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The Lifesum health app has taken the nutrition world by storm with over 10 million downloads, but as a nutrition coach, I wanted to try the app to see if the app is worth using myself and recommending to my clients.
Who should use the Lifesum App? Lifesum is a great app for those with a strong background in nutrition who want to customize their calorie and macro targets. The app is also good for those working with a nutrition coach who need a platform to track their food intake. It has a user-friendly design and an extensive food database compared with other apps.
Overall Rating: 4.0/5
*This link gets you 50% off the annual plan. No code is required.
I tried the app for a month to gather data on the app’s key features, benefits, and drawbacks. Now that I’ve tried the app, I can tell you everything you need to know to decide if it’s a good option for you to consider.
After reading this article, you’ll learn:
- What the Lifeusm app is
- How the Lifesum app works
- What I like and don’t like about the Lifesum app
- Who the app is ideal for and who it’s not
- If Lifesum premium is worth the price
Lifesum App Video Review
What is Lifesum?
Lifesum is a calorie and macro-tracking app that was designed to help you achieve your health and fitness goals. The app is advertised as a health app that will help you become healthier by incorporating its suggested dietary recommendations.
The Lifesum app gets to know you by asking about your current physique and your bodyweight goals to put together a calorie target and plan to help you achieve this goal in a realistic timeframe.
With the Lifesum app, you can choose to follow their customized plan with foods that you would regularly eat, or you could choose to follow one of their meal plans that they have for specific diets that you might be interested in.
The app can also be used by those who don’t need calorie or macronutrient suggestions but simply want some recipe inspiration because the Lifesum app has a variety of recipes to choose from.
Lifesum was created specifically for those who want to lose weight as their tag line is “get healthy & lose weight” however, there are options to select weight maintenance or weight gain as your primary goal.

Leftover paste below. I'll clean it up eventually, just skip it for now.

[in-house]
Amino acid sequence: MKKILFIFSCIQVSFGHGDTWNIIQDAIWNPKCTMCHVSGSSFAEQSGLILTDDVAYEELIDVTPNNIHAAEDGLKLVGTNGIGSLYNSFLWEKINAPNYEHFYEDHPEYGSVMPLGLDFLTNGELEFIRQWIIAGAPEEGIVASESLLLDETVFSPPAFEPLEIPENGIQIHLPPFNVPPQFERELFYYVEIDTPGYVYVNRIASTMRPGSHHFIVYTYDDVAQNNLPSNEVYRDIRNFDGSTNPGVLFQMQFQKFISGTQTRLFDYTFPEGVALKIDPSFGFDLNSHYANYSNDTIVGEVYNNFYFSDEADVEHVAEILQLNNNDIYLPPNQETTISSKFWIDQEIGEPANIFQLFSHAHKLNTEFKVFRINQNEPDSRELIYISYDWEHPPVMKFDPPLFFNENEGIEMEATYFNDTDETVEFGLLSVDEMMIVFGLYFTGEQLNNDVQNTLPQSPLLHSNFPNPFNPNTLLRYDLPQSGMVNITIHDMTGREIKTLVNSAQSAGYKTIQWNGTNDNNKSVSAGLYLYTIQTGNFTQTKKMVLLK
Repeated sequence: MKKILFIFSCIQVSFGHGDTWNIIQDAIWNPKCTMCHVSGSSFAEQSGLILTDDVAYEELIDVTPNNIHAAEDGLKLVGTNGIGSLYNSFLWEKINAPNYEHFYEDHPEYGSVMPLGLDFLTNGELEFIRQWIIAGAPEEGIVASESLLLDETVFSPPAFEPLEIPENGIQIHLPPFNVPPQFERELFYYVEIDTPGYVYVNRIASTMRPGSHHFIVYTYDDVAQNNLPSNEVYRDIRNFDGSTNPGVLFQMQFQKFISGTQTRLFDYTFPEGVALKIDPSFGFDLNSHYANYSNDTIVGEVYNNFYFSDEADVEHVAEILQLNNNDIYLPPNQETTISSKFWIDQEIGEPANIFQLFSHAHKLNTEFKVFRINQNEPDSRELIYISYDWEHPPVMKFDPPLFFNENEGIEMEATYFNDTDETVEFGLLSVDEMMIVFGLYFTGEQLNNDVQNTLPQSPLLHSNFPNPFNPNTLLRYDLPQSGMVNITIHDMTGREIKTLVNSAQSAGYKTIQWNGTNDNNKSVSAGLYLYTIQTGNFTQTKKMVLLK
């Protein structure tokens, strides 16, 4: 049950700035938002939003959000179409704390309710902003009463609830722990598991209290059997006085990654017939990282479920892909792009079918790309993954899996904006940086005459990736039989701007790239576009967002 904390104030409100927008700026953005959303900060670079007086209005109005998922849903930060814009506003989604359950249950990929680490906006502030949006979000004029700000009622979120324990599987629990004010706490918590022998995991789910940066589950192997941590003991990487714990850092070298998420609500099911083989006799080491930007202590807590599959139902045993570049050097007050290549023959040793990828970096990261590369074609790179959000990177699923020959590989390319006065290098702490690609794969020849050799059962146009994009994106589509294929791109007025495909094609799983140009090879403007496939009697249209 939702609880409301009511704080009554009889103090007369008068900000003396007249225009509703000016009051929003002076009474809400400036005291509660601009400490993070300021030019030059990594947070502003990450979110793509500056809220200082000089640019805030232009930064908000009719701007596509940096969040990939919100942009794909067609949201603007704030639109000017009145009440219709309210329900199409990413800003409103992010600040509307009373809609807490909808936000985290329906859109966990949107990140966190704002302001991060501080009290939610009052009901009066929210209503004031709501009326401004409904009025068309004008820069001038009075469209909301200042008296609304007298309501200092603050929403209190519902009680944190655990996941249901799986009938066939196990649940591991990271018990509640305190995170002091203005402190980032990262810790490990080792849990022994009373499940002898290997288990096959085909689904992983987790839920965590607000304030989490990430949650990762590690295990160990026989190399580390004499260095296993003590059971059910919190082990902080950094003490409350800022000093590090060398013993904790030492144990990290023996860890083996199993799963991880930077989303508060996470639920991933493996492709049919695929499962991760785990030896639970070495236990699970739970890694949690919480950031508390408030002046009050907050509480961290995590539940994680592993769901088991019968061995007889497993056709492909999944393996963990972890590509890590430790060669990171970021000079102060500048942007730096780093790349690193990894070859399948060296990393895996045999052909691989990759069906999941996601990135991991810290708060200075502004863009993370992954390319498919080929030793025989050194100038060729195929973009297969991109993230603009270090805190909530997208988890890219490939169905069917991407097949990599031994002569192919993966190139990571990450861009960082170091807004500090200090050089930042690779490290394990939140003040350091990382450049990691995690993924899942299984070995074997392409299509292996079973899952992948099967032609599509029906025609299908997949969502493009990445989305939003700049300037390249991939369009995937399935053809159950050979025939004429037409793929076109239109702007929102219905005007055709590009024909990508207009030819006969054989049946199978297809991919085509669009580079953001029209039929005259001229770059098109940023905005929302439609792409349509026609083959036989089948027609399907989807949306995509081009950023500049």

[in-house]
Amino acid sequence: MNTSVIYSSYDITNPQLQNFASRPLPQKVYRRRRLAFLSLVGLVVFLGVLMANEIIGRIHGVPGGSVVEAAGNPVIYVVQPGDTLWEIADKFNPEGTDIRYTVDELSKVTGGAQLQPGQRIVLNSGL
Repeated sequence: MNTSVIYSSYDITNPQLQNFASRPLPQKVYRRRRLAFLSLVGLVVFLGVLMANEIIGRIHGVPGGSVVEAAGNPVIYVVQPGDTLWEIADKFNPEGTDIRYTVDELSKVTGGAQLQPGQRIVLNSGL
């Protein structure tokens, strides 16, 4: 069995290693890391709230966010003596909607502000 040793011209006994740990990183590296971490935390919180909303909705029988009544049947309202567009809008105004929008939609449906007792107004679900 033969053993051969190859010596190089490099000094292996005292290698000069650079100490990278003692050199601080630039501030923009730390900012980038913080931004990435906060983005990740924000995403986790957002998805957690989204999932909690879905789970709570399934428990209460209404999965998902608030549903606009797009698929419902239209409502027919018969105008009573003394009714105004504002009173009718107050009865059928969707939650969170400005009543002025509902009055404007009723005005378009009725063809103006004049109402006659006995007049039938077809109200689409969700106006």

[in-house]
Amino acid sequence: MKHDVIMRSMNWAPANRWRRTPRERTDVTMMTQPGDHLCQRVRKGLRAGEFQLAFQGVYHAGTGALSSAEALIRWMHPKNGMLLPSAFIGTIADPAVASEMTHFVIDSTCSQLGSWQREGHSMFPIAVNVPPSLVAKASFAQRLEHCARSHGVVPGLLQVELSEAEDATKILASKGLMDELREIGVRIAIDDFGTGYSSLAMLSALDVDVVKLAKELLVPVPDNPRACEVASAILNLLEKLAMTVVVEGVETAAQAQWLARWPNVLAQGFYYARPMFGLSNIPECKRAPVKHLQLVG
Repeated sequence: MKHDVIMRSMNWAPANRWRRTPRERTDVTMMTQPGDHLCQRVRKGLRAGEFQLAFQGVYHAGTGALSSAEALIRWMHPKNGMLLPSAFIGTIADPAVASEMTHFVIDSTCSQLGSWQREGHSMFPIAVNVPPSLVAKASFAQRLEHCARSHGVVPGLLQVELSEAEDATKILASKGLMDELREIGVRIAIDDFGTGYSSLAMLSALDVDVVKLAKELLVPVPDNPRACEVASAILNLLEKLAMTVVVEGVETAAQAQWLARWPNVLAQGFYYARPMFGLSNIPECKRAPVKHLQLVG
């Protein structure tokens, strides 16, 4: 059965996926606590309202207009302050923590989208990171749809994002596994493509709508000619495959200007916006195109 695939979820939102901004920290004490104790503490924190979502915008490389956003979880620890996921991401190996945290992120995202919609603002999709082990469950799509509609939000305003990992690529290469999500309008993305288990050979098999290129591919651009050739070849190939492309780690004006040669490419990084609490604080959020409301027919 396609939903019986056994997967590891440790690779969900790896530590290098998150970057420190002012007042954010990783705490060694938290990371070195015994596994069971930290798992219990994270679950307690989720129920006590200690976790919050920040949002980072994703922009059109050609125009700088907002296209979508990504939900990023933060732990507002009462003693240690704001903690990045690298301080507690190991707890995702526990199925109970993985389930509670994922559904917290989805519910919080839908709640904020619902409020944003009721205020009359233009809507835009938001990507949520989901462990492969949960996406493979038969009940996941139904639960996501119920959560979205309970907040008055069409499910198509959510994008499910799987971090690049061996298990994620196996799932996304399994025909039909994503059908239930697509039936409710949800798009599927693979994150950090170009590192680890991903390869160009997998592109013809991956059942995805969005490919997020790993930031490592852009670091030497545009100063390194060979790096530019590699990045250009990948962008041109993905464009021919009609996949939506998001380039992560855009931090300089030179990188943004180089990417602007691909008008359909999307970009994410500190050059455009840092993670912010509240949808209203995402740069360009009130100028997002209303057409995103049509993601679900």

Lifesum: Quick Overview & My Experiences
After trying the Lifesum app for a month, I’ve evaluated it based on my personal preferences for a calorie and macro-tracking app and as a potential tool for my nutrition clients.
I’ve concluded that I WOULD use this app myself long-term because I enjoy the recipe ideas and the ease of use when tracking my food.
However, I WOULD NOT use the calorie and macro targets that the app recommends because based on my testing they were very inaccurate.
This is partly because their initial questionnaire doesn’t ask about your activity level, so if you’re active and have more muscle mass, the app will suggest too low of a caloric intake.
As such, in order to use the app, you would need to know enough about nutrition (either by yourself or through working with a nutrition coach) to set your own calorie targets based on your goals.
I love that Lifesum is working to promote health by marketing and designing the app with “better health” as their primary focus, regardless of whether you use the app for weight loss, maintenance, or gain. The app has even put together a Health Test asking around 40 questions about your current eating and exercise habits.
Although the results of this test don’t get automatically factored into the app’s recommendations for you, it does help provide you with information on which habits you should focus on to improve your health.
Some examples of the pre-loaded diets on the app are: Fasting diets, Keto diets, Paleo, and Clean eating. Most of these meal plans come with a 21-day meal plan and a grocery list that are designed to help you stick to whichever diet you choose.
I do worry that those coming to the app will be seduced by all these diets, which may be unsustainable ways of eating and cause the user to yo-yo diet (diet, fall off track, diet again, fall off track again, etc.)
However, overall, I think this app is a great option for those who know exactly what they’re doing nutritionally and just want a platform to track their intake conveniently with some recipe inspiration.
How Does Lifesum Work?
Lifesum works by gathering information about your caloric needs using the initial questions it asks you (i.e. age, height, weight). The app then runs this information through basic calorie calculations and gives you general calorie and micronutrient targets based on this data and your goals.